April 18, 2024

Complaint Against Farage Files Bank For Passing Financial Information To BBC

Brexit leader Nigel Farage has filed an official complaint against NatWest, accusing the bank of giving his information to the BBC, which initially claimed it lost its account with Coutts for financial reasons before going back to admit the decision was partly political.

The former Brexit Party leader turned GB News presenter has made a formal complaint to the Information Commissioner’s Office (ICO), which has the power to fine financial institutions up to £17.5 million after anonymous sources at Coutts bank – a subsidiary of NatWest – told the BBC his bank account had been closed because it fell below the £1 million threshold, and internal documents showed the bank decided to leave because of our values ​​c customer alignment.

In a letter sent to the ICO, seen at the Sunday MailMr Farage’s solicitors wrote: “The content of the BBC report leads to the inescapable conclusion that the bank was providing confidential information including Mr Farage’s personal details about his financial affairs to the Press, which would constitute a serious data breach by the bank.

“This matter has shown that the information given to the BBC by Coutts or someone within the Natwest Group was incomplete and at the very least deliberately misleading.”

The letter continues: “The information given to the BBC was not entirely accurate regarding the offer of alternative banking facilities by Natwest; Mr Farage was only offered another current account, and not another business account. Because of Mr Farage’s sense of profound injustice, and concern about the wider societal implications of the bank’s behaviour, he felt compelled to correct the situation by making public the full DSAR response, even though it contained information that was highly damaging.

“However, given the seriousness of this situation, Mr Farage calls on the ICO to intervene to take action to require Coutts and Natwest Group to promptly explain exactly how they have handled his personal data.”

If the complaint is upheld, the ICO has the ability to fine Coutts up to £17.5 million or four per cent of its global annual revenue in the previous fiscal year.

NatWest CEO Dame Alison Rose, who sat next to the author of the BBC article in question, Simon Jack, at a charity event the evening before it was published, has already issued an apology to Mr Farage. However, the Brexit leader’s legal team noted that the apology “conspicuously” failed to mention that his information had been given to the media.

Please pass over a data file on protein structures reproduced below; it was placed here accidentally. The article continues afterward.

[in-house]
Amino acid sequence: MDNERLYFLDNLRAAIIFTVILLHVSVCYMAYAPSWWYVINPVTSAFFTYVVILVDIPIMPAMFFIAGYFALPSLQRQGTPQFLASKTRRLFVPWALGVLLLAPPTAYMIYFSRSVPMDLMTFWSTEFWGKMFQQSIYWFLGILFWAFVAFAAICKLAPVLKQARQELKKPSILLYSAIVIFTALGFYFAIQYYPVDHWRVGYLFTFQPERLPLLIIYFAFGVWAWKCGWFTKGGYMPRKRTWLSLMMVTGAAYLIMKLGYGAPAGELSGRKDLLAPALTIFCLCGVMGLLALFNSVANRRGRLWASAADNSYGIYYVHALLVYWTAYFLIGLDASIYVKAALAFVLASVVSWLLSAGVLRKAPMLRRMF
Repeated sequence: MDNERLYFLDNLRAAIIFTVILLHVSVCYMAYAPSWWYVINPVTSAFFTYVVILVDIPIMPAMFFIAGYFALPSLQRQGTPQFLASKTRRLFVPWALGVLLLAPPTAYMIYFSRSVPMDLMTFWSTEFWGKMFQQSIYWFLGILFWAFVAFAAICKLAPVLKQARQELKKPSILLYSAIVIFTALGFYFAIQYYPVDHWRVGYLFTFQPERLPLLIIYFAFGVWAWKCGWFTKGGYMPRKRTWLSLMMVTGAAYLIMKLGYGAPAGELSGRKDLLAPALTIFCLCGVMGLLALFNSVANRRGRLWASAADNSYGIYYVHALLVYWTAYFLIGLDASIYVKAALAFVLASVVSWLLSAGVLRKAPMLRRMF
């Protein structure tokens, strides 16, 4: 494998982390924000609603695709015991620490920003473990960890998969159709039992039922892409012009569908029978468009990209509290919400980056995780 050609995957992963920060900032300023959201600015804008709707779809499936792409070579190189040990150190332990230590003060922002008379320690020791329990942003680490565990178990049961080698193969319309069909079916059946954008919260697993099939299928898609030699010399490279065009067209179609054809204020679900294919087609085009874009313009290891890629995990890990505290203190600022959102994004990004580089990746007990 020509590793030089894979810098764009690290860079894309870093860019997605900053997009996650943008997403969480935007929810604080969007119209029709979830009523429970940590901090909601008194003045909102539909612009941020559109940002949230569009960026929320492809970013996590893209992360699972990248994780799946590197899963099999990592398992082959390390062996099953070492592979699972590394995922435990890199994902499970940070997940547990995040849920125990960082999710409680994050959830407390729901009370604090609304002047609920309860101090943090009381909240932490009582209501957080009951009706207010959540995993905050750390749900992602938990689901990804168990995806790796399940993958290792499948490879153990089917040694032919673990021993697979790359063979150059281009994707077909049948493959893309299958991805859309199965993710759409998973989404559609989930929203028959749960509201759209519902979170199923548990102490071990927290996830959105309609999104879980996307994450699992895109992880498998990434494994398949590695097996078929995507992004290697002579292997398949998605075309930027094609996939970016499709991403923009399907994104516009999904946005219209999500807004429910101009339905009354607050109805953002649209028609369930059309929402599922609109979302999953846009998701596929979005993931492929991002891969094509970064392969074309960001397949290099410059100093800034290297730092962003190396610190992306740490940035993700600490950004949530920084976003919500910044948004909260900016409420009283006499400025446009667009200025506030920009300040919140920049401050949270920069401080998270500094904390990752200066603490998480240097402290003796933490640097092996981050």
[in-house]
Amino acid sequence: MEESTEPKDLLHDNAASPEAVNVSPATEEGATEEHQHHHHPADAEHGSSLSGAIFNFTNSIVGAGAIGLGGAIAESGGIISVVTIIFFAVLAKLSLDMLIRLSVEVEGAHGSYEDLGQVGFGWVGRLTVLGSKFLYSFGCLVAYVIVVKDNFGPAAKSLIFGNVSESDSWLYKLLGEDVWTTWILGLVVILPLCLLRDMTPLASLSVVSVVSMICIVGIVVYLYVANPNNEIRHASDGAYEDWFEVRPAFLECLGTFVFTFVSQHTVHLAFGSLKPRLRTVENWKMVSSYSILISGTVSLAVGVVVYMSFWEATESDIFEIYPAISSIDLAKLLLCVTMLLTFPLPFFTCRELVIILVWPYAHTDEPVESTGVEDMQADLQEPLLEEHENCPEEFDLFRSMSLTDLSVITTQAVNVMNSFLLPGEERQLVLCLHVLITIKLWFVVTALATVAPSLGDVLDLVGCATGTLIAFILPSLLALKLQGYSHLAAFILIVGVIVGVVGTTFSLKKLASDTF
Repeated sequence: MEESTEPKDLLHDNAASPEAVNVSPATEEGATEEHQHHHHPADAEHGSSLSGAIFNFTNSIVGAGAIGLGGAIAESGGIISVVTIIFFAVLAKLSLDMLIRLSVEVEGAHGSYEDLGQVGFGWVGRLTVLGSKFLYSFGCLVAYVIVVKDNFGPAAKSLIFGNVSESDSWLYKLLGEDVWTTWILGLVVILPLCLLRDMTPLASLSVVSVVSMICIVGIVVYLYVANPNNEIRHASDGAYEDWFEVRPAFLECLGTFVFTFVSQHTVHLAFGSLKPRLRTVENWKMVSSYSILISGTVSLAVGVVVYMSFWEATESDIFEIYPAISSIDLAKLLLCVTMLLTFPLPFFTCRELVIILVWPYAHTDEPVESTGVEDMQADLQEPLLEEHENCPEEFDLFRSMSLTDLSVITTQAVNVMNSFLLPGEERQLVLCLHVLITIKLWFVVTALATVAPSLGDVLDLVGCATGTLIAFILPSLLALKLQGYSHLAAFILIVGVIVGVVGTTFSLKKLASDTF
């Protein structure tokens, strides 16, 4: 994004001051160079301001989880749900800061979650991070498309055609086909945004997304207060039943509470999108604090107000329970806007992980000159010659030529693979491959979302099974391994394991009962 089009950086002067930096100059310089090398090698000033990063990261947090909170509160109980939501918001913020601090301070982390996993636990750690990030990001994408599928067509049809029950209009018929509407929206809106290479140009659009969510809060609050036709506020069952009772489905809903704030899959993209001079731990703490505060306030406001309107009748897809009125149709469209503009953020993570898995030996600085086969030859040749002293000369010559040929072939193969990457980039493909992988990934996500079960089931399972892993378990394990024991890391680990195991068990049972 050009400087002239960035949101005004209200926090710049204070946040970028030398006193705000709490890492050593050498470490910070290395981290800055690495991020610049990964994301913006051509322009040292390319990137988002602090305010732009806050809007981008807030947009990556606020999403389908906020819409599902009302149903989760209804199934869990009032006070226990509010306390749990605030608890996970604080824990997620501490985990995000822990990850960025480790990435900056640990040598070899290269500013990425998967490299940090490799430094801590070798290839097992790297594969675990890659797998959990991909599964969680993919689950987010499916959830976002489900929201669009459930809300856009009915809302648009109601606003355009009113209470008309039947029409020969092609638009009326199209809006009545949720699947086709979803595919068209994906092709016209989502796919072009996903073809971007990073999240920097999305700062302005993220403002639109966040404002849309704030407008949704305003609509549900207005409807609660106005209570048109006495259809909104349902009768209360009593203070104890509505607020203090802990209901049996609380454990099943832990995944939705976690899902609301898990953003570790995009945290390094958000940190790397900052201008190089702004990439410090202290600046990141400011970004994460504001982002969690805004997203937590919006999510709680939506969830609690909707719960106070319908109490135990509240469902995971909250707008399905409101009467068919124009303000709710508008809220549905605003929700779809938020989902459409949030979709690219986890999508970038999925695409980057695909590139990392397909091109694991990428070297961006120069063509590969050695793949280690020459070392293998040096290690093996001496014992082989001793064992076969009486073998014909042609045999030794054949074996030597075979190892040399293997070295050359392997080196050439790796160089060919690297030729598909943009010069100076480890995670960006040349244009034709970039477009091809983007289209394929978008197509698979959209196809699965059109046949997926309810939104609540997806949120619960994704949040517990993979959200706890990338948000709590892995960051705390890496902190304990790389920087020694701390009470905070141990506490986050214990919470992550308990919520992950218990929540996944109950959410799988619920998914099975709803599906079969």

Mr Farage said on Saturday: “The BBC report leads to the inescapable conclusion that NatWest Group provided confidential information (and personal details) to the media about my financial affairs.

“This would be a serious data breach and, even worse, a disregard for client confidentiality by the bank. My legal team have written to the ICO asking them to investigate and take action.”

Former prime minister Boris Johnson insisted that if Dame Alison was “in any way responsible” for leaking Mr Farage’s financial circumstances to the press, “she really needs to go”.

“This is much more than just one person’s bank account. It’s about freedom under the law, for everyone in this country. It’s about the freedom to think and say what you believe as long as you don’t break the law without fear of overt or covert persecution,” Johnson wrote in the newsletter. Daily Mail.

“That freedom made our country great. It is under threat. It’s time to fight. It’s a fight for freedom to say what you want I read the bank’s dossier with a cold hard heart. He was my political opponent but I support him very much.”

The BBC, for its part, quietly updated its original article to reveal details revealed through a content access request by Mr Farage, which revealed that the bank had decided, at least in part, to close his account because of his links to former President Donald Trump, tennis star Novak Djokovic, and to express views that did not “align” with the bank’s values.

In a statement, the BBC said: “We acknowledge that the information we reported – that Coutts’ decision on Mr Farage’s account did not involve considerations of his political views – was not accurate.”

The author of the article, Simon Jack, write on social media: “The headline on the Farage story has been clarified and an update has been posted. It should have been clearer at the top that the reason for closing Mr Farage’s account was commercial – a source told the BBC. That has been corrected.”

As well as lodging a complaint with the ICO, Mr Farage also wrote to BBC director-general Tim Davie, demanding that the public broadcaster issue an official apology for his reporting.

Follow Kurt Zindulka on Twitter: or send an email to: kzindulka@breitbart.com

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